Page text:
Year built 1967 -1971
Height 228,60m / 750ft
Surface 195.096m2 / 2,100,000sq ft
Architect Harrison & Abramovitz & Harris
One of the quintessential New York skyscrapers, 1251 Avenue of the Americas embodies the city during its mid-20th century growth spurt. The building features narrow rows of vertical masonry columns climbing into the sky. The columns frame windows that are recessed, but not too recessed like so many similar skyscrapers. Its narrow face is on Sixth Avenue while its broad sides extend westward emphasizing just how massive this building is.
For 20 years 1251 Avenue of the Americas in New York City was known as the Exxon Building, the center tower in Rockefeller Center West. When Mitsui Fudosan, world's largest real estate company, bought the building in 1990, they embarked on an ambitious capital improvement program budgeted at $50 million, a sum equivalent to the cost of constructing a new 20 story Manhattan tower.
The 1251 Avenue of the Americas, was part of the later Rockefeller Center expansion (1960s-1970s) dubbed the "XYZ Buildings" on Sixth Avenue, (also known as Avenue of the Americas). Their plans were first drawn in 1963 by The Rockefeller family's architect, Wallace Harrison of the architectural firm, Harrison and Abramovitz.
Their letters correspond to their height. 1251 is the "X" Building as it is the tallest at 750 ft (229 m) and 54 stories, but was the second one completed (1971). The "Y" is the McGraw-Hill Building, at 1221 Avenue of the Americas, which was the first completed (1969) and is the second in height (674 ft - 51 stories). The "Z" Building, the shortest and the youngest, is the Celanese Building at 1211 Avenue of the Americas with 45 stories (592 ft).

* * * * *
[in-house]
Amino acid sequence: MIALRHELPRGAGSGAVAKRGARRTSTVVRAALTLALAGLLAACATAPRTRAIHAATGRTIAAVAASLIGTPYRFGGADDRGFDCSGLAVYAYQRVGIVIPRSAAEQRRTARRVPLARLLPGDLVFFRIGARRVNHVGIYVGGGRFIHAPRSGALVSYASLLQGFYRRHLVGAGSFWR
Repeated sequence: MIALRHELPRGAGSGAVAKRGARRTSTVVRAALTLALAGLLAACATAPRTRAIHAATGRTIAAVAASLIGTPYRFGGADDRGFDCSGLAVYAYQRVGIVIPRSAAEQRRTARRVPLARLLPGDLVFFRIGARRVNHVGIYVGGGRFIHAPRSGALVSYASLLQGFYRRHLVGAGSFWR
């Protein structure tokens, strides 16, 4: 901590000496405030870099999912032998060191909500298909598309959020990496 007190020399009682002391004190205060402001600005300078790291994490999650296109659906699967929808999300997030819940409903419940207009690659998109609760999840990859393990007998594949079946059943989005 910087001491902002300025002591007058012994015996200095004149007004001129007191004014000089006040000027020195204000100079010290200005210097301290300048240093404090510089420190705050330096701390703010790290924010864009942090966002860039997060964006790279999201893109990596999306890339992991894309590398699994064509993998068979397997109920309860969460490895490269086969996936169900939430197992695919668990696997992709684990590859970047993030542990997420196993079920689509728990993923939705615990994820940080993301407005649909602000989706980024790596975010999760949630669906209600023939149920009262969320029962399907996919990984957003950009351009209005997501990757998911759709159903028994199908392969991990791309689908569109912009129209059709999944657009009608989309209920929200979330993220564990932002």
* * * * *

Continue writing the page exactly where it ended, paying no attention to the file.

Due to the buildings' excess bulk, as opposed to the allowances given by zoning, the western ends of the plots were to be used as north-south public promenades running through each block. The vertical facade striping consists of narrow limestone-clad piers as vertical structural members, with a similar structural system used on the other buildings within the new complex.
The 54-storey building occupies the plot opposite the GE Building, and its vertically accentuated form rises to the height of 228.5 meters, being the second-tallest building in the whole Rockefeller Center. Facing Sixth Avenue, there is a sunken plaza with a large pool and fountains as well as trees and the lifelike bronze statue Out to Lunch, of the same series as the one outside the former JPMorgan Chase Mitsui Fudosan offices.